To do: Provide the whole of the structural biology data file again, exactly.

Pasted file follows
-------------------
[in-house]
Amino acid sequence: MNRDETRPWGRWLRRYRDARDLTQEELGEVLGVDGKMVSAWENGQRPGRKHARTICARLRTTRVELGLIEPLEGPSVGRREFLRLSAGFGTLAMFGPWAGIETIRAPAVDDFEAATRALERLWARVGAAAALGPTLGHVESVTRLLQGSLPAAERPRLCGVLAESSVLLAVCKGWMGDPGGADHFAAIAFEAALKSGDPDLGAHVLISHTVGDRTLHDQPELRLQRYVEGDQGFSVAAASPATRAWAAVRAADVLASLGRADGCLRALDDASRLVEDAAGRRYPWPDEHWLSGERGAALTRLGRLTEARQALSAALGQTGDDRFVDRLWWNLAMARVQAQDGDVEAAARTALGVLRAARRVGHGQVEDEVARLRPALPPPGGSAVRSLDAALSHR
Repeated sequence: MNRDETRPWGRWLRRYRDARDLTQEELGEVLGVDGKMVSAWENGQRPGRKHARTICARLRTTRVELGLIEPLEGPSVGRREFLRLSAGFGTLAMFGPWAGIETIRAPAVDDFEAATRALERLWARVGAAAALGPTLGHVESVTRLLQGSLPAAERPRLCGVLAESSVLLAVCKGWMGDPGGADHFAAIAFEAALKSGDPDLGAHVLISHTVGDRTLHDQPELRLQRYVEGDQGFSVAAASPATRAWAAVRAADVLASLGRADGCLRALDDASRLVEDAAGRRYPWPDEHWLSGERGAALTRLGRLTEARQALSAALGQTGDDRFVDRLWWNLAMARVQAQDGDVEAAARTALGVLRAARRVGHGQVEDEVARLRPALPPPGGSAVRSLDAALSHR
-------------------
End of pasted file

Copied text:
[in-house]
Amino acid sequence: MNRDETRPWGRWLRRYRDARDLTQEELGEVLGVDGKMVSAWENGQRPGRKHARTICARLRTTRVELGLIEPLEGPSVGRREFLRLSAGFGTLAMFGPWAGIETIRAPAVDDFEAATRALERLWARVGAAAALGPTLGHVESVTRLLQGSLPAAERPRLCGVLAESSVLLAVCKGWMGDPGGADHFAAIAFEAALKSGDPDLGAHVLISHTVGDRTLHDQPELRLQRYVEGDQGFSVAAASPATRAWAAVRAADVLASLGRADGCLRALDDASRLVEDAAGRRYPWPDEHWLSGERGAALTRLGRLTEARQALSAALGQTGDDRFVDRLWWNLAMARVQAQDGDVEAAARTALGVLRAARRVGHGQVEDEVARLRPALPPPGGSAVRSLDAALSHR
Repeated sequence: MNRDETRPWGRWLRRYRDARDLTQEELGEVLGVDGKMVSAWENGQRPGRKHARTICARLRTTRVELGLIEPLEGPSVGRREFLRLSAGFGTLAMFGPWAGIETIRAPAVDDFEAATRALERLWARVGAAAALGPTLGHVESVTRLLQGSLPAAERPRLCGVLAESSVLLAVCKGWMGDPGGADHFAAIAFEAALKSGDPDLGAHVLISHTVGDRTLHDQPELRLQRYVEGDQGFSVAAASPATRAWAAVRAADVLASLGRADGCLRALDDASRLVEDAAGRRYPWPDEHWLSGERGAALTRLGRLTEARQALSAALGQTGDDRFVDRLWWNLAMARVQAQDGDVEAAARTALGVLRAARRVGHGQVEDEVARLRPALPPPGGSAVRSLDAALSHR